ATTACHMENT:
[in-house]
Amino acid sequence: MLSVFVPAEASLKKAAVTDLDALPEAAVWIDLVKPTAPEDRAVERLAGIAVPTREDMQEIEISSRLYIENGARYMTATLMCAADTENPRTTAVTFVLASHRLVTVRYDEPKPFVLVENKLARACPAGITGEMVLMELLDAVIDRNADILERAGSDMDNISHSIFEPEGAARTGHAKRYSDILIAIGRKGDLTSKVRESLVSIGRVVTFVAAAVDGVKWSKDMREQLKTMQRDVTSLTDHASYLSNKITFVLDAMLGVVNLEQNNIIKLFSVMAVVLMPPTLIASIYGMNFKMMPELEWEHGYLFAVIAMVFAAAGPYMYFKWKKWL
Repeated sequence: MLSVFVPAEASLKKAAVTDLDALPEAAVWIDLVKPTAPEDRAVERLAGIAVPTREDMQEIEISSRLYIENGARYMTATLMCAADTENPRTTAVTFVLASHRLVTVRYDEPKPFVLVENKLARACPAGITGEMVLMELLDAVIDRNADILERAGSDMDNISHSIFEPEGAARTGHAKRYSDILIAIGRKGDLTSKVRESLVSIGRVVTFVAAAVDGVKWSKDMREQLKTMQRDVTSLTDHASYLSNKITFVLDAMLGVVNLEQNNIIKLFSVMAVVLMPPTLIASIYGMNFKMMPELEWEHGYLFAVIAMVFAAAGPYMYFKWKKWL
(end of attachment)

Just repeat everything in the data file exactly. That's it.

[in-house]
Amino acid sequence: MLSVFVPAEASLKKAAVTDLDALPEAAVWIDLVKPTAPEDRAVERLAGIAVPTREDMQEIEISSRLYIENGARYMTATLMCAADTENPRTTAVTFVLASHRLVTVRYDEPKPFVLVENKLARACPAGITGEMVLMELLDAVIDRNADILERAGSDMDNISHSIFEPEGAARTGHAKRYSDILIAIGRKGDLTSKVRESLVSIGRVVTFVAAAVDGVKWSKDMREQLKTMQRDVTSLTDHASYLSNKITFVLDAMLGVVNLEQNNIIKLFSVMAVVLMPPTLIASIYGMNFKMMPELEWEHGYLFAVIAMVFAAAGPYMYFKWKKWL
Repeated sequence: MLSVFVPAEASLKKAAVTDLDALPEAAVWIDLVKPTAPEDRAVERLAGIAVPTREDMQEIEISSRLYIENGARYMTATLMCAADTENPRTTAVTFVLASHRLVTVRYDEPKPFVLVENKLARACPAGITGEMVLMELLDAVIDRNADILERAGSDMDNISHSIFEPEGAARTGHAKRYSDILIAIGRKGDLTSKVRESLVSIGRVVTFVAAAVDGVKWSKDMREQLKTMQRDVTSLTDHASYLSNKITFVLDAMLGVVNLEQNNIIKLFSVMAVVLMPPTLIASIYGMNFKMMPELEWEHGYLFAVIAMVFAAAGPYMYFKWKKWL